Join us in thanking family caregivers this November by sharing resources and vital information with them. Your Turn To Care is happy to welcome guest columnists, Estee Bienstock RN, Chaplain Jim Johnston, and Gerontologist Mary Winners to share their personal and professional insights and advice for caregivers and their families.
As a caregiver you are compassionate. You care about how others feel, their comfort, and dignity of life. You give beyond the ordinary and are to be commended for your selfless work. But a danger lurks beneath the floorboards of every caregiver, it's called Caregiver Burnout.
Whether hospice worker, nurse, CNA, Social worker, chaplain, or family member caring for a loved one, burnout is a danger. Whether in the field or office burnout can catch any of us and wear us down to exhaustion or tears. What is burnout?
Burnout is a state of exhaustion that saps emotions, mental capacities, and physical strength, and is caused by excessive and prolonged stress. It builds up slowly and seeps into your system like poison.
Signs of Caregiver Burnout.
- Feeling disillusioned, helpless, and worn out.
- Problems seem like mountains.
- Low motivation.
- Everyday looks bad.
- Life looks bleak.
- Energy is hard to find.
WHAT TO DO
If you feel any of the above symptoms, consider that you may be under burnout and take steps to refresh and replenish your energy and joy. First, admit that burnout is happening to you. It is not a sin, just a sign that you are working too hard. Secondly, give yourself permission to do self-care. You are worth the care and need to replenish your reserves so you can help others, but most of all, help yourself. Thirdly, set up a step by step process to take action. Here are a few prevention tips.
GIVE YOURSELF PERMISSION
The most difficult step for treating burnout is allowing yourself permission to practice self-care. You give much and deserve the time for rest and relaxation.
ARRANGE ME TIME
Pick a few hours where you will do what you wish with no time limits. Putter around the house, garden, shop, watch a movie. If you care-give at home, get a volunteer and grab "me" time away from home.
Especially for non-professionals, care-giving is an unexpected job that demands much. Welcome help where you usually would say no. Allow friends to do specific tasks like shop, sort mail, etc.
Avoid over extension. Set a list of what needs to be done and limit yourself to that list, and leave room for the unexpected. Learn to say no to outside requests that sap your time. And don't feel guilty.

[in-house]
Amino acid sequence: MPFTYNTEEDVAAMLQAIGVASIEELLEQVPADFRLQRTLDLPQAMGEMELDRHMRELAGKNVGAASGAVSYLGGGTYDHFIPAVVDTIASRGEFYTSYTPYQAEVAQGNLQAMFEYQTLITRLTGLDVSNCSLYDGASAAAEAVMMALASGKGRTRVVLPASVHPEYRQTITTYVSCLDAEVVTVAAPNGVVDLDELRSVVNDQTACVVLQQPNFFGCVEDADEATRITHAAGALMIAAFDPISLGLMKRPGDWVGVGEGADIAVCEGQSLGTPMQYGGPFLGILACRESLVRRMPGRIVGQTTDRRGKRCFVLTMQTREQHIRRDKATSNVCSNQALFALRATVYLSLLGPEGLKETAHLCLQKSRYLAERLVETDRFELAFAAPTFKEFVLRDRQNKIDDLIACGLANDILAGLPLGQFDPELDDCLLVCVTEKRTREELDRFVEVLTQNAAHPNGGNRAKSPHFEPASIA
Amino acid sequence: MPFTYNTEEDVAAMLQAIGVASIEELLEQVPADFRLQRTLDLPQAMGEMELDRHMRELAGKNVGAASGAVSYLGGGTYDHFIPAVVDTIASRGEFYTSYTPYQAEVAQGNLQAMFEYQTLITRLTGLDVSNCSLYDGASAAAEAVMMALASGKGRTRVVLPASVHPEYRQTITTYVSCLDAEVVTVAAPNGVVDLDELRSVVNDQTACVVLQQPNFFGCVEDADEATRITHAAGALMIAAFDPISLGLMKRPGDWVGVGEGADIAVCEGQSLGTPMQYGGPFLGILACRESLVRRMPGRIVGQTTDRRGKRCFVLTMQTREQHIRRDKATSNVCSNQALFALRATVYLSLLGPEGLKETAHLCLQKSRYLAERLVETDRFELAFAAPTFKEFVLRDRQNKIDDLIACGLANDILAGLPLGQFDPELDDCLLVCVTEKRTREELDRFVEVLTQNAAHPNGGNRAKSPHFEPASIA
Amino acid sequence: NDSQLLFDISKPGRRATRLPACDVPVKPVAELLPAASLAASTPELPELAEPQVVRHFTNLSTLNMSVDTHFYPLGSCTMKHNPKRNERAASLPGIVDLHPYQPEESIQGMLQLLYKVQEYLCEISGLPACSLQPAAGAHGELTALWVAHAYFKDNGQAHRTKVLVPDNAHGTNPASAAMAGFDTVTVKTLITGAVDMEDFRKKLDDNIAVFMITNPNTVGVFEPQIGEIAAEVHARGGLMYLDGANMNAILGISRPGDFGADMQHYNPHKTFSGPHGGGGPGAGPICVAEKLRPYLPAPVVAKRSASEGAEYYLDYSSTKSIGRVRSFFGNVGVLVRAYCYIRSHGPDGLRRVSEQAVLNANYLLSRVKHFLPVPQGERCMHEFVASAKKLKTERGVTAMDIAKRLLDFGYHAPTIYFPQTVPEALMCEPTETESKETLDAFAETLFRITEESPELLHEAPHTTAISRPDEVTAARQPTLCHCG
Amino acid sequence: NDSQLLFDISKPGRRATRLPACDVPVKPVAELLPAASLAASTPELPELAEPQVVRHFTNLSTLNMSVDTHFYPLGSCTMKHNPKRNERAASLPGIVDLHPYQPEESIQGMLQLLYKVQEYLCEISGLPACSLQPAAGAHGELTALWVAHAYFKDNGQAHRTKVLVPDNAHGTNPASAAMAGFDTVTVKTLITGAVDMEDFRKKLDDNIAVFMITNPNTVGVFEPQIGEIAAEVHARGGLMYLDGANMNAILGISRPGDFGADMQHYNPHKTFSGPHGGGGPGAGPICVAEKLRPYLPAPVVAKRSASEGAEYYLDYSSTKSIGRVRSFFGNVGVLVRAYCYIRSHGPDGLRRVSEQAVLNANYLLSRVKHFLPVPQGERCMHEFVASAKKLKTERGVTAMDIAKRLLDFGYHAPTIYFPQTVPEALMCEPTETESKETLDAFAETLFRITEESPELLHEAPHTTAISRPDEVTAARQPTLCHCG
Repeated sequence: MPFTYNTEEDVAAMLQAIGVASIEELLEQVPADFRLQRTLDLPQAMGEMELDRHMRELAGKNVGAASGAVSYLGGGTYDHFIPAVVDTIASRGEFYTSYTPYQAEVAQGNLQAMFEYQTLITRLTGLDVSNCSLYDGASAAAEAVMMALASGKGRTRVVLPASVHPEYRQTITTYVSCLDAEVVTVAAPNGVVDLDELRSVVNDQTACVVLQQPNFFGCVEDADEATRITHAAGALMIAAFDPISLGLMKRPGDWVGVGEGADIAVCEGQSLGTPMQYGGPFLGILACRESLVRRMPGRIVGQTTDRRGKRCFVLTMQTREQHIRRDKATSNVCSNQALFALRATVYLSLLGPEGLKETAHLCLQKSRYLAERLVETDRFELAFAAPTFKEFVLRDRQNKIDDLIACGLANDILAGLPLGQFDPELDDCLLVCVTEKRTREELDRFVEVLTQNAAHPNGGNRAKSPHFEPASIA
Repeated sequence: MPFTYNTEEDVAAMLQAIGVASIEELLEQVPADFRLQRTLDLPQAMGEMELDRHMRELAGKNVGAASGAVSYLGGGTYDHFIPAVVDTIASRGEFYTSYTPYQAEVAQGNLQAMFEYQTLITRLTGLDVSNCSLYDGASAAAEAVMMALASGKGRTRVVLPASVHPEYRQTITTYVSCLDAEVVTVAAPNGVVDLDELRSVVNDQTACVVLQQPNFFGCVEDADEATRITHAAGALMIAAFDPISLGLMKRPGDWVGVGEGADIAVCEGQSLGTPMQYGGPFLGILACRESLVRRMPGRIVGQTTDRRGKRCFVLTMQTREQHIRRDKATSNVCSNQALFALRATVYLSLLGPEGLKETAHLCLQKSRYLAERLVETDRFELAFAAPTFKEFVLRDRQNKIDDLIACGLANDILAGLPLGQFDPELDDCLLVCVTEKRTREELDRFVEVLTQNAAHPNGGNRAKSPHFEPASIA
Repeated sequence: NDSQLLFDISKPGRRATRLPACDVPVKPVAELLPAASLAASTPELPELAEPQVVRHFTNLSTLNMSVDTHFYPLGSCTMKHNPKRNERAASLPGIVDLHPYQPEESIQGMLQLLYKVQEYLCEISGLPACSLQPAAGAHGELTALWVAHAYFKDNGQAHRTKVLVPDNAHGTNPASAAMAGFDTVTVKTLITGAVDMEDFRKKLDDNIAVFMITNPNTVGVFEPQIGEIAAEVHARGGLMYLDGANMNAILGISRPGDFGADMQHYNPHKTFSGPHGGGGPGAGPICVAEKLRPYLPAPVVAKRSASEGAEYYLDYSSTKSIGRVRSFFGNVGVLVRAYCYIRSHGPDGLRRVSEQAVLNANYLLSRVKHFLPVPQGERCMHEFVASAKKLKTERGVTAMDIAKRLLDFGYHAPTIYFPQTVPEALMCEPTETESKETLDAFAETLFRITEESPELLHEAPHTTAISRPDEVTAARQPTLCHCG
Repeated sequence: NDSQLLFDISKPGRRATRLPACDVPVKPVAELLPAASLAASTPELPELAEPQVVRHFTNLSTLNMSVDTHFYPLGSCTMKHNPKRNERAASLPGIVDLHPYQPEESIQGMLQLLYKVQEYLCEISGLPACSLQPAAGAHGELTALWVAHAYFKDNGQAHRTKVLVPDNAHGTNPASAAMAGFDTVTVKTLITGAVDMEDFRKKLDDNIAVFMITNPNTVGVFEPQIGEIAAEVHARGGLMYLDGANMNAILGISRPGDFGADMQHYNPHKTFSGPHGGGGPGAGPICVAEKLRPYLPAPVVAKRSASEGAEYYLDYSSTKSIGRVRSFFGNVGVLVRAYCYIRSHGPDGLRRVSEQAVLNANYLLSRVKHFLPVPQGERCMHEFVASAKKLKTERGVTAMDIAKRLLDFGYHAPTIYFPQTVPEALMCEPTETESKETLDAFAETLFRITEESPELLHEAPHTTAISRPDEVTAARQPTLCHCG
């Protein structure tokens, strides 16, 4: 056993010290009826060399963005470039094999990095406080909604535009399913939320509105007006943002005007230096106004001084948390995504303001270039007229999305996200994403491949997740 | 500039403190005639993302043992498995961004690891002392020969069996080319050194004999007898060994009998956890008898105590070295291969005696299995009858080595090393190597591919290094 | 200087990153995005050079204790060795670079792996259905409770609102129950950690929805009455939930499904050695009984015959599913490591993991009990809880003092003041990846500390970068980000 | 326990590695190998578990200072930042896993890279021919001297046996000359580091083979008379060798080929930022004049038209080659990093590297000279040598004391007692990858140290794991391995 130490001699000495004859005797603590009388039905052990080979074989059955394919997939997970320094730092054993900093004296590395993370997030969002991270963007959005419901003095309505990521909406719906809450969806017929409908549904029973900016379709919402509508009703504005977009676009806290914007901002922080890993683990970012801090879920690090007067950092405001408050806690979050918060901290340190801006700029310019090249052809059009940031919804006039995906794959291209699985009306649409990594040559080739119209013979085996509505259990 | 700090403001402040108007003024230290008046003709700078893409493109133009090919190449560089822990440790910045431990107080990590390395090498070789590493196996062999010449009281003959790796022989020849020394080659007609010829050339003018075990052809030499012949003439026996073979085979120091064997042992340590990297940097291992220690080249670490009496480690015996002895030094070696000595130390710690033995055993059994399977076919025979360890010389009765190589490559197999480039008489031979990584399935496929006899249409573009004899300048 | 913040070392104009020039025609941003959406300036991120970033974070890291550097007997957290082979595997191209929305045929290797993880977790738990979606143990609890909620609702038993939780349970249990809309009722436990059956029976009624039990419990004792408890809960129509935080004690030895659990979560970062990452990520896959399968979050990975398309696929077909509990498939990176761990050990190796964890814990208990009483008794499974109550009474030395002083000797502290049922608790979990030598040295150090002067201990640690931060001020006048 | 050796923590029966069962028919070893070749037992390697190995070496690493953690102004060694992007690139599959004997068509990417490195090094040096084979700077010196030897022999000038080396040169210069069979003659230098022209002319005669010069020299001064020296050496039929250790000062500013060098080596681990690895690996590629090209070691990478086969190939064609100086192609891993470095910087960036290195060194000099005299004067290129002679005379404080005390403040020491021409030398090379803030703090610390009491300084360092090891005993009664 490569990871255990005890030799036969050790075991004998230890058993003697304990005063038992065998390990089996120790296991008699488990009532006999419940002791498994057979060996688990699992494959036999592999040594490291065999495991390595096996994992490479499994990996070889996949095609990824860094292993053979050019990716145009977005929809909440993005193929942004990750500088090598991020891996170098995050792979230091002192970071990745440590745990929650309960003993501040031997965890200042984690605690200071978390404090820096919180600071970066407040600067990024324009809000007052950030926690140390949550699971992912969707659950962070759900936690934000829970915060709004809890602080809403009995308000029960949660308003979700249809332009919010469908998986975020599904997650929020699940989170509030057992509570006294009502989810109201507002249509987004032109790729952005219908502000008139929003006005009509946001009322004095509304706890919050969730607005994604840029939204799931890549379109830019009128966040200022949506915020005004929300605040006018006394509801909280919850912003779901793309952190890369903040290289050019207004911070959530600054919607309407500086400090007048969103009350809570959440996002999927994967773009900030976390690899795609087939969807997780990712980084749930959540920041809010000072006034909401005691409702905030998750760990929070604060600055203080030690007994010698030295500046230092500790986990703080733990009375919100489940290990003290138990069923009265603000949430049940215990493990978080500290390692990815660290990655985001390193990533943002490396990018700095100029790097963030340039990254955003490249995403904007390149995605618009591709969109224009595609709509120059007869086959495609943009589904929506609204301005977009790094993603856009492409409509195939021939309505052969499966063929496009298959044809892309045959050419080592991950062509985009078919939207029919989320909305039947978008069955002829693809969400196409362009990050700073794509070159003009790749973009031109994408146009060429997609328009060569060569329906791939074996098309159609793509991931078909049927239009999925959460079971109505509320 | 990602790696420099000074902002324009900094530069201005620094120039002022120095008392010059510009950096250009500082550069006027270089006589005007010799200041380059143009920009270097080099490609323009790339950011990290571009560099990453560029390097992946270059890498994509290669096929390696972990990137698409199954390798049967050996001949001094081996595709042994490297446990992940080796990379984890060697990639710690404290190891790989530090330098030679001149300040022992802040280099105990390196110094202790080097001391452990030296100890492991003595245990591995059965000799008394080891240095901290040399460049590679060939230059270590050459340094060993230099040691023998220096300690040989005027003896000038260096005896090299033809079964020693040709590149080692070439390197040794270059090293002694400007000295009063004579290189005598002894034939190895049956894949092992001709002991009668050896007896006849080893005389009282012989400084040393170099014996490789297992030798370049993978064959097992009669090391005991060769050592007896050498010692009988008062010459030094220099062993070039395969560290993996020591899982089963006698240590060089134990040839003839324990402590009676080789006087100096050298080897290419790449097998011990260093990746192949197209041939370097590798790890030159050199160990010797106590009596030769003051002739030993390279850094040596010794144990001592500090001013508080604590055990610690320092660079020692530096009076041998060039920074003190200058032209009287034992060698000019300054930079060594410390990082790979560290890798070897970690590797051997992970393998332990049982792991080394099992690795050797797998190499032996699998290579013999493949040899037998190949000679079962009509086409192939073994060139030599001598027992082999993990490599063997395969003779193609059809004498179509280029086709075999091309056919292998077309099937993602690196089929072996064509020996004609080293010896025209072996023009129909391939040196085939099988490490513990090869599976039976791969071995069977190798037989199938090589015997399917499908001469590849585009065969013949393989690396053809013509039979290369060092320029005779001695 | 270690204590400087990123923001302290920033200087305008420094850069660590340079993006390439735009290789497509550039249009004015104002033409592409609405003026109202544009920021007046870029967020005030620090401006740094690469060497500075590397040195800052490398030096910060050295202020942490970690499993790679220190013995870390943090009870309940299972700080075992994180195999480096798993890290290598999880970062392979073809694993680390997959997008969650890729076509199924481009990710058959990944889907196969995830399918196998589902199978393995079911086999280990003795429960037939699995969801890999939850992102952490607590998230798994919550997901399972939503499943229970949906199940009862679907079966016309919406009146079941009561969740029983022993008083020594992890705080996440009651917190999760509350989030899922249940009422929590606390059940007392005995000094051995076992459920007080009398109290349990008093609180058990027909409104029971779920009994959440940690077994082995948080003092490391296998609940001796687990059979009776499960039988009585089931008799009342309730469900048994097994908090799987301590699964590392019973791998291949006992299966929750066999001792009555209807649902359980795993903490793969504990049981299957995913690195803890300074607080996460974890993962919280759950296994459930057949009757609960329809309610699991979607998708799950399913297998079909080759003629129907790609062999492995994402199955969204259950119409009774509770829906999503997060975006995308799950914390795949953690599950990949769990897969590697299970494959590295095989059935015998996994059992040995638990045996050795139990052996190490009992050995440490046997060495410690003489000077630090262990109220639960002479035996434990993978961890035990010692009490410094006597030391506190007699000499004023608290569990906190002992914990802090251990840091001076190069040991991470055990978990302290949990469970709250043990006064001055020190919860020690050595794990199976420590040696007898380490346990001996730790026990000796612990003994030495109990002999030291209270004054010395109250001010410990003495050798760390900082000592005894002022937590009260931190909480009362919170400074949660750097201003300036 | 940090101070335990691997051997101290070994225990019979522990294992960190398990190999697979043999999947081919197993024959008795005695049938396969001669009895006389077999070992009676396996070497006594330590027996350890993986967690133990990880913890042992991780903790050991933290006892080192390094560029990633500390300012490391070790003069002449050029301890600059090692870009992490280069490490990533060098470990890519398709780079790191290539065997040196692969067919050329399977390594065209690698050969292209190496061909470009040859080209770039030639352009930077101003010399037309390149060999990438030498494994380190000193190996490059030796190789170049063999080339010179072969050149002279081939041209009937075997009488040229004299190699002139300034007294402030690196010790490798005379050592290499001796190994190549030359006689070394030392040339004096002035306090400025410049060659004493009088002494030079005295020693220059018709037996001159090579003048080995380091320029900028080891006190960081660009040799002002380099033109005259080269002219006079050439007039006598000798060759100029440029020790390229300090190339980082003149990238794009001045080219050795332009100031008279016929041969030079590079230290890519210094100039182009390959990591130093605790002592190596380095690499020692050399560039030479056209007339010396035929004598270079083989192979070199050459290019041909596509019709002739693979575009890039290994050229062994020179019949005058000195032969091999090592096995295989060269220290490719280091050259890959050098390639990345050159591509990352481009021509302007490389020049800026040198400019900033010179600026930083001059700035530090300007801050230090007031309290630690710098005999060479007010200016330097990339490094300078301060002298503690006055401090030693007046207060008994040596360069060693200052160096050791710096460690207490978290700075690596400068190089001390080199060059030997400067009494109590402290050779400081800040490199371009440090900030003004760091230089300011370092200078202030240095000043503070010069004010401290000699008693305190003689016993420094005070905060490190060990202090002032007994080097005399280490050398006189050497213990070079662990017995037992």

You are worth a new article of clothing, special food, book, lunch out with a friend, or day away. Whether pedicure or hair done, do it.
completely disconnect from technology when possible and throw in the news, too. Put down the iphone, stop texting, tweeting, and turn off the TV.
Projects, a hobby and other creative outlets can banish burnout.
Practice prayer, meditation, reading, exercise or writing a journal as day starters.
See if something about your work is troubling you deep down. Maybe you are thinking about your mortality, your health, or missing people who died prior. Get help to talk out these deeper issues and find relief.
Find a support system of friends, co-workers or professionals to help you stabilize your life.
Humans need hope to pull them through life. Set little, medium, and large hopes to pull you through. A movie on Friday night, a trip to an amusement park, or a planned vacation are examples of hope to help you out. You need time off and it will only happen when you schedule it.
Burnout is a matter of exceeding your limitations while still pressing on. Grant yourself permission to recognize limitations, not feel guilty, and to take care of yourself raising your quality of life.
SPECIAL WORD TO NON-PROFESSIONALS
If you care for a loved one on hospice or the beginning stages of illness, I commend your compassion and care. You have a job for which you did not apply, did not interview, and get no wages. Your struggle will be with guilt for not doing enough, little thanks, and feeling like the burden is all on your shoulders.
The fact that you are doing what you do speaks much of your character, so please reject guilt. It is not what more you could do that counts, but that you are doing that is making a difference. In every family it seems one care-giver rises to the task. That is you. You may not get thanks because it is tough for people to identify with what you do. Know that your loved one thanks you even if he/she cannot express it. You may feel alone and the weight of it all. Please make extra efforts to practice self-care and the steps above.
Remember that what you do concerns life-giving care and in a very real sense your efforts will live forever.
Jim Johnston has been a pastor in the Pasadena area for over 30 years. He is a chaplain for Sanctuary Hospice in Glendale, CA. helping hospice patients and their families cope with end of life issues. He also holds bereavement sessions for those who have lost loved ones. He and his wife Laura are pre-marriage and relationship coaches helping couples strengthen their marriages. He is the father of four and has been married to Laura for 27 years.